28 U.S.C. § 2254(d). The relevant state court decision is that of the last state court to review the issue. Gonzales v. Mize, 565 F.3d 373, 379 (7th Cir. 2009). Because the Supreme Court of Wisconsin denied review, the Court of Appeals of Wisconsin was the last state court to review Mr. Lopez's appeal on the merits. Thus, the issue before us is whether the Wisconsin Court of Appeals' decision, which held that the security measures did not violate Mr. Lopez's due process right to a fair trial, "was contrary to, or involved an unreasonable interpretation of, clearly established federal law, as determined by the Supreme Court of the United States." Id. For purposes of habeas corpus review, "[c]learly established federal law" means "the governing principle or principles set forth by the Supreme Court at the time the state court renders its decision." Lockyer v. Andrade, 538 U.S. 63, 71-72 (2003). This includes the holdings of Supreme Court decisions as well as "legal principles derived from th[ose] holdings." Samuel v. Frank, 525 F.3d 566, 569 (7th Cir. 2008). Mr. Lopez contends that three Supreme Court cases, taken together, establish the principle that a defendant has a "constitutional right to appear in the garb of inno-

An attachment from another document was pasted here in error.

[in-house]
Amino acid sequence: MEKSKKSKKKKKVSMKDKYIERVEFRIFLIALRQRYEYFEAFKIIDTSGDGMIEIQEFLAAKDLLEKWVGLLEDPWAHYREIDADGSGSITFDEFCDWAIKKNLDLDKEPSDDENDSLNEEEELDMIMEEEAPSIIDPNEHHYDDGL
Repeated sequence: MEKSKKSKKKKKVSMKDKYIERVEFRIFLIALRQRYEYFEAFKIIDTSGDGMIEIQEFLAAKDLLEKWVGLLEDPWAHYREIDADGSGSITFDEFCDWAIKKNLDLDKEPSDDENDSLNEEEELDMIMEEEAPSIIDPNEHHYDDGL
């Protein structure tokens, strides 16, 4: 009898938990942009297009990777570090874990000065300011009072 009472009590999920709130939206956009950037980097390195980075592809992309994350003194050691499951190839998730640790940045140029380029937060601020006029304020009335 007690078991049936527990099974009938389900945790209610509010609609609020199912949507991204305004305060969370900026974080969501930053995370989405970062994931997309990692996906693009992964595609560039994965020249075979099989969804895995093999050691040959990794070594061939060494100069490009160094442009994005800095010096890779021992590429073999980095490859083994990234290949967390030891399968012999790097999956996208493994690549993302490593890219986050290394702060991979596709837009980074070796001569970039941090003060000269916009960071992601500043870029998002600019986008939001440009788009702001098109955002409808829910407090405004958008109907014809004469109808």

cence before the jury deciding his case." Appellant's Br. 17 (citing Illinois v. Allen, 397 U.S. 337 (1970); Estelle v. Williams, 425 U.S. 501 (1976); Holbrook v. Flynn, 475 U.S. 560 (1986)). In Illinois v. Allen, 397 U.S. 337 (1970), the Supreme Court held that the Constitution might permit, under some circumstances, a trial court to order that an obstreperous defendant be bound and gagged in the courtroom during his trial. The Court expressed reservations about this method of control; it acknowledged that "even to contemplate such a technique, much less see it, arouses a feeling that no person should be tried while shackled and gagged except as a last resort." Id. at 344. The Court also recognized the possibility "that the sight of shackles and gags might have a significant effect on the jury's feelings about the defendant." Id. Thus, although the Court refused to rule out the possibility that binding and gagging might be the most reasonable way to deal with a disruptive defendant under certain circumstances, it made clear that such a measure would be appropriate only in the most extreme of cases. In Estelle v. Williams, 425 U.S. 501, 506 (1976), the Court held that requiring a defendant to wear "identifiable prison clothes" violated his due process right to a fair trial. The Court wrote: "The constant reminder of the accused's condition implicit in such distinctive, identifiable attire may affect a juror's judgment. The defendant's clothing is so likely to be a continuing influence throughout the trial that . . . an unacceptable risk is presented of impermissible factors coming into play." Id. at 504-05. The Court also noted that, unlike the physical